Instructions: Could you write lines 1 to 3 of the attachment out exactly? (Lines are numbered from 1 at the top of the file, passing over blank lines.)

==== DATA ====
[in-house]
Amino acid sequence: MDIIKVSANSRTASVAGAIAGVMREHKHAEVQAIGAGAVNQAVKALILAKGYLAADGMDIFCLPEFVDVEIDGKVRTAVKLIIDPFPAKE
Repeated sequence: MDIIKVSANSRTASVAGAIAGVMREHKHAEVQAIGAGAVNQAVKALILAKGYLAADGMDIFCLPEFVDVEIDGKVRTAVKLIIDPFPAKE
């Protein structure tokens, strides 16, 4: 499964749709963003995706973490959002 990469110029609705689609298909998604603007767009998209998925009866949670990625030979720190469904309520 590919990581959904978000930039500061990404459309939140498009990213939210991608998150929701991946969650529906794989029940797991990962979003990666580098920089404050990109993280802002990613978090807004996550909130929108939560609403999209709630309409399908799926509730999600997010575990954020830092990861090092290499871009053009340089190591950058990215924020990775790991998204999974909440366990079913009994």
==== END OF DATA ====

[in-house]
Amino acid sequence: MDIIKVSANSRTASVAGAIAGVMREHKHAEVQAIGAGAVNQAVKALILAKGYLAADGMDIFCLPEFVDVEIDGKVRTAVKLIIDPFPAKE
Repeated sequence: MDIIKVSANSRTASVAGAIAGVMREHKHAEVQAIGAGAVNQAVKALILAKGYLAADGMDIFCLPEFVDVEIDGKVRTAVKLIIDPFPAKE